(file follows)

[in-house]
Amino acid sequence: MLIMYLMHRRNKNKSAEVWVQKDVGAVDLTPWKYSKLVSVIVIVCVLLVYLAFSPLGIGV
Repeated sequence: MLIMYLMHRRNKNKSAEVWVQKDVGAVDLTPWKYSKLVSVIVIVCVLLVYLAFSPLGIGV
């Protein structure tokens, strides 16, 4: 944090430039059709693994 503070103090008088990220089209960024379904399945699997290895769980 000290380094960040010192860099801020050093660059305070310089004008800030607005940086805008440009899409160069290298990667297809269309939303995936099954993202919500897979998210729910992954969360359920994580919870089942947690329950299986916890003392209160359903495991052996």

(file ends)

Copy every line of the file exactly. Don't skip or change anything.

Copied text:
[in-house]
Amino acid sequence: MLIMYLMHRRNKNKSAEVWVQKDVGAVDLTPWKYSKLVSVIVIVCVLLVYLAFSPLGIGV
Repeated sequence: MLIMYLMHRRNKNKSAEVWVQKDVGAVDLTPWKYSKLVSVIVIVCVLLVYLAFSPLGIGV
């Protein structure tokens, strides 16, 4: 944090430039059709693994 503070103090008088990220089209960024379904399945699997290895769980 000290380094960040010192860099801020050093660059305070310089004008800030607005940086805008440009899409160069290298990667297809269309939303995936099954993202919500897979998210729910992954969360359920994580919870089942947690329950299986916890003392209160359903495991052996």